"All truly profound thinking becomes religious" said Albert Schweitzer. The struggle to work things out, to explore religious questions, to explore the universe is itself a spiritual practice. Doubting may even be more spiritually useful than believing, as doubting suggests a process, while believing is a static state of affairs. The divine is found in deep thinking.

Loving the world around you
This spiritual insight is deeply rooted in the Christian tradition, though it isn't always acknowledged as such by Unitarians. "How can you love God without loving your sister? You can't." Whatever highfalutin spiritual techniques you have, even if you spend hours meditating, it's all for nothing unless it leads to love for others. Love for others is a spiritual practice, and it deepens other spiritual practices. Love extends beyond the purely personal to include the political.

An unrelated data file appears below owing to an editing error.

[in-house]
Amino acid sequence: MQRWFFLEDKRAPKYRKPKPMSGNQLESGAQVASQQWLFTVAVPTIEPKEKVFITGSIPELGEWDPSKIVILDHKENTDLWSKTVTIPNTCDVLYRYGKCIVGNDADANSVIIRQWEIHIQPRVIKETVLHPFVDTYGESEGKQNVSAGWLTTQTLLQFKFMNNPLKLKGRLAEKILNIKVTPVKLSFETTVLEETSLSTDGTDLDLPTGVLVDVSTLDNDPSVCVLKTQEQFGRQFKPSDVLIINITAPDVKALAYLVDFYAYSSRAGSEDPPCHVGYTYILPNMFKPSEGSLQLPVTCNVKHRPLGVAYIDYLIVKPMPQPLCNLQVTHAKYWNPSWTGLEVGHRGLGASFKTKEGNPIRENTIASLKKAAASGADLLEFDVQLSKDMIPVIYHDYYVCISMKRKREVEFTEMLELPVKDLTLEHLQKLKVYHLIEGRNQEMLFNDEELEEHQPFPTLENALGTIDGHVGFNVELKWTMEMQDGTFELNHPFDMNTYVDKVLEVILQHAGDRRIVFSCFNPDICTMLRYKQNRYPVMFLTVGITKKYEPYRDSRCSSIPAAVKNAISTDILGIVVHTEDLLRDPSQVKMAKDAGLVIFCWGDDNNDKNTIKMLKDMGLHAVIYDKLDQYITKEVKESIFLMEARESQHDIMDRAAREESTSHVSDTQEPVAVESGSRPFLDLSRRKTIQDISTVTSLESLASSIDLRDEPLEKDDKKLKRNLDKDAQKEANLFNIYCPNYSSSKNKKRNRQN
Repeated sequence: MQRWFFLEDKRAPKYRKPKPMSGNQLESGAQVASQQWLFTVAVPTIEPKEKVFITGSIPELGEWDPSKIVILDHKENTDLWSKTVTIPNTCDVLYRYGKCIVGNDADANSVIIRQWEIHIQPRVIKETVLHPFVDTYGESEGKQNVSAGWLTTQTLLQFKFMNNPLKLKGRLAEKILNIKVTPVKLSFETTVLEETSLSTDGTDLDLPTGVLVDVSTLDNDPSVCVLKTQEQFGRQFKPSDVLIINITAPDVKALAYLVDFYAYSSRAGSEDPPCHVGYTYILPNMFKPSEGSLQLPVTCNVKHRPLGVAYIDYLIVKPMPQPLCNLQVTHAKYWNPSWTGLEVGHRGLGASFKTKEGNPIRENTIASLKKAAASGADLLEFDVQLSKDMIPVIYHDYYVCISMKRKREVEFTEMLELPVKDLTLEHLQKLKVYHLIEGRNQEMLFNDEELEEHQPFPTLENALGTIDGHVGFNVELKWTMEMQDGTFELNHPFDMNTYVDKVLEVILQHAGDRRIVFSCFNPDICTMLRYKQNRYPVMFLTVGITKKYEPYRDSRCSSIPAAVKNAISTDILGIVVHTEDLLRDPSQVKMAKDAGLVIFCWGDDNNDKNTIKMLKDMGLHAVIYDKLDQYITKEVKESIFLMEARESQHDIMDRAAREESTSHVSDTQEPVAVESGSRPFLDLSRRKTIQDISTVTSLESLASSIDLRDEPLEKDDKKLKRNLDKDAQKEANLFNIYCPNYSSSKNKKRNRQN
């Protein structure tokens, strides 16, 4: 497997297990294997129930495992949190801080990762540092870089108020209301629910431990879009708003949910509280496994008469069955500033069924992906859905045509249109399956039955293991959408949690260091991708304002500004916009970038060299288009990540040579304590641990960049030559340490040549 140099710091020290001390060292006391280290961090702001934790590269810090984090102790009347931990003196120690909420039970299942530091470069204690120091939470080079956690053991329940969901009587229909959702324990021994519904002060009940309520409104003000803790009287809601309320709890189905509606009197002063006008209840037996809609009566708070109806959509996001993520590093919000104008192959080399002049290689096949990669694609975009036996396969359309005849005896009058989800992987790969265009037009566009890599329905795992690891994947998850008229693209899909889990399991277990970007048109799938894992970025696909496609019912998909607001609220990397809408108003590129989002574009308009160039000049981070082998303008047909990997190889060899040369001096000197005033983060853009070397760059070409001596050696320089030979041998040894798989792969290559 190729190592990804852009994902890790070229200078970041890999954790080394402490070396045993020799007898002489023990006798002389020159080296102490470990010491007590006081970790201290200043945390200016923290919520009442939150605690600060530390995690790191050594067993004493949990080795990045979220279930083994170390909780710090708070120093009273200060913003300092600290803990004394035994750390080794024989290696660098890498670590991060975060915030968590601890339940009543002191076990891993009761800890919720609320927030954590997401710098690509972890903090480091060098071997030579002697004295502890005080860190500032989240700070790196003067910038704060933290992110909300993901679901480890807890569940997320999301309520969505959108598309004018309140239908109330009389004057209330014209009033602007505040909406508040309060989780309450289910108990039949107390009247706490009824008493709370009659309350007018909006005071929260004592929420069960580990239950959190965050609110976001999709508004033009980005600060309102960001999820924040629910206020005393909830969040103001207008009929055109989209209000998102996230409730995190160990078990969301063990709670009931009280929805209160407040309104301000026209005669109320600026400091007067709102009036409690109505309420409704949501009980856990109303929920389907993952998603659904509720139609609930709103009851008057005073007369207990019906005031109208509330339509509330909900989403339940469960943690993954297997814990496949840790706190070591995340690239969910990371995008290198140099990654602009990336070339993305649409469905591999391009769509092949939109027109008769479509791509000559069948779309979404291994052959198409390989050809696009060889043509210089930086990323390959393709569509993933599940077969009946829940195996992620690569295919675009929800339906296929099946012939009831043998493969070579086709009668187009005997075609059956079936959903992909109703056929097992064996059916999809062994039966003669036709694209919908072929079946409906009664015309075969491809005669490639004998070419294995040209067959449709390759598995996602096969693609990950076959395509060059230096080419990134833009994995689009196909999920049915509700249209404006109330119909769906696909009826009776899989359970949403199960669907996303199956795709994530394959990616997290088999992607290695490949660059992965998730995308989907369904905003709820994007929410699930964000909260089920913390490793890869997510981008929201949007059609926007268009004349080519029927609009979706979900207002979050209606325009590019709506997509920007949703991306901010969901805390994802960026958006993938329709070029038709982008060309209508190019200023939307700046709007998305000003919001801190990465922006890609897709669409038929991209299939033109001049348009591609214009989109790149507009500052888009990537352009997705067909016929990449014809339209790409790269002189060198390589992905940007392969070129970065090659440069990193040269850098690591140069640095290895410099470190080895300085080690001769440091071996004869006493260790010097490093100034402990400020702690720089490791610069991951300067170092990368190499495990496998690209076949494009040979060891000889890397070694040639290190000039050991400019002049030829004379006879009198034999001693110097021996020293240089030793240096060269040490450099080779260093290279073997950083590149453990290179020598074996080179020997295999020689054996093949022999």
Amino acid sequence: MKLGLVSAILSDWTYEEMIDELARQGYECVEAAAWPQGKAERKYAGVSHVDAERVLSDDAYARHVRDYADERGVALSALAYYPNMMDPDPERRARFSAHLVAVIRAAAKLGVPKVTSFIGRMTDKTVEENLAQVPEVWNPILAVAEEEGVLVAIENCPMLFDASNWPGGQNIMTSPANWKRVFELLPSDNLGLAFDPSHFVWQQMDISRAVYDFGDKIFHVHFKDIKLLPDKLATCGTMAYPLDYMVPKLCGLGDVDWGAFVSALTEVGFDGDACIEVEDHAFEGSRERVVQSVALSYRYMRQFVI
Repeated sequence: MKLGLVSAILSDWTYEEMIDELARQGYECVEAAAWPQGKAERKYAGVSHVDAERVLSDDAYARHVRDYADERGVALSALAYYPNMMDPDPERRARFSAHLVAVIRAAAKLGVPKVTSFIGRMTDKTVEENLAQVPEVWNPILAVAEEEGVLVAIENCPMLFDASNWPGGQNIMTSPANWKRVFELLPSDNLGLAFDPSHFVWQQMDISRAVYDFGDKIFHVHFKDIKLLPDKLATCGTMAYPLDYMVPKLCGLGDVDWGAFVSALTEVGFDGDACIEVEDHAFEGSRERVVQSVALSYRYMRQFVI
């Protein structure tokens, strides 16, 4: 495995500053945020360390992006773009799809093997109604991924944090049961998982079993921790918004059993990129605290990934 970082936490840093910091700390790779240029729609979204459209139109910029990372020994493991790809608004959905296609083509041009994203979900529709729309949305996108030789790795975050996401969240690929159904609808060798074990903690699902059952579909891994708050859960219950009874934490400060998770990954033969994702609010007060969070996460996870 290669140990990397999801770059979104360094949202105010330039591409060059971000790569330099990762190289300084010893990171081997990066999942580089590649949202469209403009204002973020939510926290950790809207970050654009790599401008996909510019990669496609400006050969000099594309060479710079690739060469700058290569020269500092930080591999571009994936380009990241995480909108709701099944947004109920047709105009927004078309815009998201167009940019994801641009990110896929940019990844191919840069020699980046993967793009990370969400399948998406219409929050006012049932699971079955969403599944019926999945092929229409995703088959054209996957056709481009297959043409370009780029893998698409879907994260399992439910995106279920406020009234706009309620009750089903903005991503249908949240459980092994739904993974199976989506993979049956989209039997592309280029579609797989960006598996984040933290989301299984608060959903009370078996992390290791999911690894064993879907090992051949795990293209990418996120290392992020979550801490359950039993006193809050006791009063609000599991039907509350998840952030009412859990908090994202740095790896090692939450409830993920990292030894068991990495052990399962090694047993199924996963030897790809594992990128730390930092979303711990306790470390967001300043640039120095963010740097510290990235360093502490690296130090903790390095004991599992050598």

Spiritual transformation is brought about by a process of integrating every part of the human self: the soul, the mind and the body. You should not leave your doubting mind or your sexual body at the door of the church as you do something for your soul. All parts of ourselves need to be accepted and integrated. It is spiritually harmful to deny a sexual orientation or a doubting mind.

It is only by truly and deeply listening to the other (and not just to ourselves) that we can hear the voice of God. A process in which we speak honestly, and are heard, and listen fully to an other creates a place where we meet the divine. This is a challenging process that we're not always good at. But perhaps this is a spiritual practice that we need to take on more fully.


Anonymous Anonymous said...

Another excellent post. Well done and blessings to you, Stephen.

8:45 am  
Blogger Glen Marshall said...

Stephen, I notice you twice speak of "spiritual practices". Are you using the word practice in its everday sense or the much in more freighted sense introduced by Alisdair Macintyre and used in Neo-orthodox and Post-liberal circles?